François Hollande – “Mission Impossible”?

The new President has claimed a renegotiation of the Fiscal Compact to mitigate its deflationary impact and to include measures aimed at growth. The reaction of Angela Merkel has been a prompt and peremptory rejection.

The victory of François Hollande was not only a great event in the history of French politics, but it has also opened a new phase in European crisis. Yet, on how the new phase will develop there are no certainties. The current disastrous trend of European policy will not change course easily. The expectations of the second  socialist President of the V Republic, dominated in over half a century by rightwing presidents, are so high as to risk being too ambitious. But one thing is certain: the European policy debate enters a new phase, and many masks are bound to fall.

The austerity policy has failed. The cure is killing the patient. Greece has buried the parties which had espoused the austerity line, but the European leadership continues to deny any reasonable way out. As we write, no agreement has been possible toward the formation of a government based on the  old dominant parties that had accepted Brussels’ diktats, and the likely upcoming elections announced for June probably will mark the victory of the radical left coalition, led by the young Alexis Tsipras. His agenda is clear in the commitment to keep the euro, but renegotiating the conditions imposed by the Troika (European Commission, ECB, and IMF).

That will be the moment of truth. If Europe is back on his feet, taking away the noose of Greece, the deviation from the austerity policy will be reflected on the other diseased eurozone countries - first of all, Portugal but also Spain and Italy. If European leaders will maintain a line of intransigence and deny the aid to Greece, agreed with the second rescue bailout, the new Greek government will face a tough alternative: either repay maturing debt and interests, or pay salaries and pensions, declaring default on debt.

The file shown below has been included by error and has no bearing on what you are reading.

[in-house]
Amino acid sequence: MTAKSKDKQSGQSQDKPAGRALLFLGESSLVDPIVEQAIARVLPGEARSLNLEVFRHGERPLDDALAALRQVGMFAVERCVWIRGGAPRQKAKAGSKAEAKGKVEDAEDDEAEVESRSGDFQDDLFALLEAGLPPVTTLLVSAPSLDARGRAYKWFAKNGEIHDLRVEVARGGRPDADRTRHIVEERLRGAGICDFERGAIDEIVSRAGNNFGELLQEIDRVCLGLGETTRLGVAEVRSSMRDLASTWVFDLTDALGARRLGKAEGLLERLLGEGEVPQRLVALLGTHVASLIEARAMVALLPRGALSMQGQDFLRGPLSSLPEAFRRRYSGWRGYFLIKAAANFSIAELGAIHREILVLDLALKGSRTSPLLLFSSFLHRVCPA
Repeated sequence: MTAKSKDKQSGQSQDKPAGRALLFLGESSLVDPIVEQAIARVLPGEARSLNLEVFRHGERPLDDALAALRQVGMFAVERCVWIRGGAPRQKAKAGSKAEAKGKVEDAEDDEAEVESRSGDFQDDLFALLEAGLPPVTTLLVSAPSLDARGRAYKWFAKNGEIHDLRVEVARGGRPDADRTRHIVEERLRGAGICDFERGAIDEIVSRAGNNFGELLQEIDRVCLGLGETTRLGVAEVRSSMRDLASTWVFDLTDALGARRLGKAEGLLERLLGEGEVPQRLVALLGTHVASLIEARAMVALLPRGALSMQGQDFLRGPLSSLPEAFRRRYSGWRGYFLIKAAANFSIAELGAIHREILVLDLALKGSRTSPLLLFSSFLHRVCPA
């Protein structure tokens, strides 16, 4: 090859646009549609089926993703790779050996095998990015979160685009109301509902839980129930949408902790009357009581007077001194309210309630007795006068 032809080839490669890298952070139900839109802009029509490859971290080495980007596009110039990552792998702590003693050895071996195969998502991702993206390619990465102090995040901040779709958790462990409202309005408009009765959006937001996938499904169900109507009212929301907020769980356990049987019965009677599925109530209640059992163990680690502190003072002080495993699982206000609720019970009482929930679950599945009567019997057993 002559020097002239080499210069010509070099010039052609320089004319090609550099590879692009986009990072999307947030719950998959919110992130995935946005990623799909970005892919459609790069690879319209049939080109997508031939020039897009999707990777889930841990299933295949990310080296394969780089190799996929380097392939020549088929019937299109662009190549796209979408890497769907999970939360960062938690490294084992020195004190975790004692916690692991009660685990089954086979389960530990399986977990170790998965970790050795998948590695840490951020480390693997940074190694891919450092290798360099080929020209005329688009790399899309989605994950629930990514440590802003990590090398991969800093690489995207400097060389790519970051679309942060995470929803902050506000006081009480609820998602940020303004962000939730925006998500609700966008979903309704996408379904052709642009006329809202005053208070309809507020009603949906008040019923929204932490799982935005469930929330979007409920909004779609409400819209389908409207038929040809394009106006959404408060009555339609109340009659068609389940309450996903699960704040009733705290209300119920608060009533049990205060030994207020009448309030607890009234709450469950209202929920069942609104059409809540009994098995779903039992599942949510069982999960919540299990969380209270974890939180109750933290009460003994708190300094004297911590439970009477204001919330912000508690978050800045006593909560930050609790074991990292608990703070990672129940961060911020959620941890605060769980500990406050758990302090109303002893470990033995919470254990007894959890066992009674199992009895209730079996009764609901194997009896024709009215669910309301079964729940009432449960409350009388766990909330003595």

Markets would definitively know that the eurozone is set on a slippery road. And without a radical change of European policy, Spain could become a time bomb. The Spanish banking system has accumulated 180 billion of insolvent loans and, while the government has requested support for the banking system, Brussels has imposed deficit reduction from the current six percent to three percent in 2013. In U.S. terms it is like calling for a deficit reduction of about 500 billion dollars for two years in the midst of recession.

If this sequence of events is not unblocked, Italy with a sovereign debt much higher than that of Spain and a interest payments hovering five per cent of GDP, amounting to around 80 billion euro, would find itself on the front  line of assault by markets.
Hollande is aware that France could hardly save itself in a framework of progressive collapse of the eurozone. Its  economy is stuck and unemployment has exceeded 10 percent. The spreads over German rates are still relatively low, hovering around 150 basis points, but Italy also was on this level in the spring of last year. And now ten year yields are hovering around 6 per cent. Is this a pessimistic scenario? Two years ago no one would have guessed the eurozone would be locked In a new recession and challenged by popular insurrection in a growing number of countries.